Knobbie Ex Teams

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    Oh yeah, Go to Kinko's and make a few color copies of your drivers license and have them laminated. Just in case the federales take it and you want to get back across the border. Long story. Usually happens in other countries rather than colonial Mexico, but BSTS.
    #30
  11. LongWays

    LongWays Skiing up a hill...

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    So I'm thinking of making a run down Baja on the RT in a week or two. On previous trips with smaller bikes I have more often than not ridden the bike into the room for the night (don't know why, must have been something I saw on this site :rofl ). Is this really necessary - 'cause I'm not interested in wrestling that pig through a door. And why am I not taking the GS or the G/S...the 1100 needs a clutch (and rear seal while I'm in that deep), and the G/S - well let's just say its a work in progress.
    #31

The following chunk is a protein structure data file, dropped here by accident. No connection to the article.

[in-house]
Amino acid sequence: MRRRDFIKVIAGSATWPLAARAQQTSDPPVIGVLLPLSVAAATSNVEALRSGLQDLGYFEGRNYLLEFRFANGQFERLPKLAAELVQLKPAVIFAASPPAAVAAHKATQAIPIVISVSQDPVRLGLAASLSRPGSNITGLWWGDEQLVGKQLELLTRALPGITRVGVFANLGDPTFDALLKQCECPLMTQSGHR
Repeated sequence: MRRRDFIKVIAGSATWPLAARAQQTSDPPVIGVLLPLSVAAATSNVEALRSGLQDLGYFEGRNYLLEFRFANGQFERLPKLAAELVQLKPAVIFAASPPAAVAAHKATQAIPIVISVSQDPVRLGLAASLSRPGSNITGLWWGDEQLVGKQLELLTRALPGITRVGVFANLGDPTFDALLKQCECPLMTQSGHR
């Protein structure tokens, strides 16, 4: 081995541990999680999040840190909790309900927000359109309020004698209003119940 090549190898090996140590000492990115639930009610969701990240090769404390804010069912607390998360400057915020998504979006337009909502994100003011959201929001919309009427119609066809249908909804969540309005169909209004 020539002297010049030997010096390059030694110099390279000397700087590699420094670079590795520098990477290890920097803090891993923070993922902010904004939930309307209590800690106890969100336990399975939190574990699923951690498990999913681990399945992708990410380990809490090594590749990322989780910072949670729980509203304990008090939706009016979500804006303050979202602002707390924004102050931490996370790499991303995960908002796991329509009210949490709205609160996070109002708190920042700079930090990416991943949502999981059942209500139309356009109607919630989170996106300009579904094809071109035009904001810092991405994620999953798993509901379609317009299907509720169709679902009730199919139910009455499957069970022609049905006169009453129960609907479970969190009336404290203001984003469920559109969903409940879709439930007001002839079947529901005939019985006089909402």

12. Lone Rider

    Lone Rider Registered User

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    This is important.
    #32
  13. Lobby

    Lobby Viel Spass, Vato!

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    :lurk
    #33
  14. crosscountry

    crosscountry Bear went over Mountain

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    I am enjoying this thread.


    Any other riding at night stories?
    #34
  15. err

    err Been here awhile

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    i plan on taking my passport, a few licenses, a few dummy wallets, tons of proof of id etc etc, but ill also be taking my dog. thats why i ask about camping, and ill be broke. i have a relative around brownsville, who has traveled all over mexico for the last 30 years, so i will get lots of tips, but not on a motorcycle.

    im still unsure of how traveling at night at a SLOW pace, and i mean slow, is bad, what is everyone not saying? ive been to mexico my fair share of times, and not tourist traps, we drove around at night lots, i understand how its inherantly more dangerous, which would warrant mucho slower speeds, but everyone staying NO makes me think there is more to it.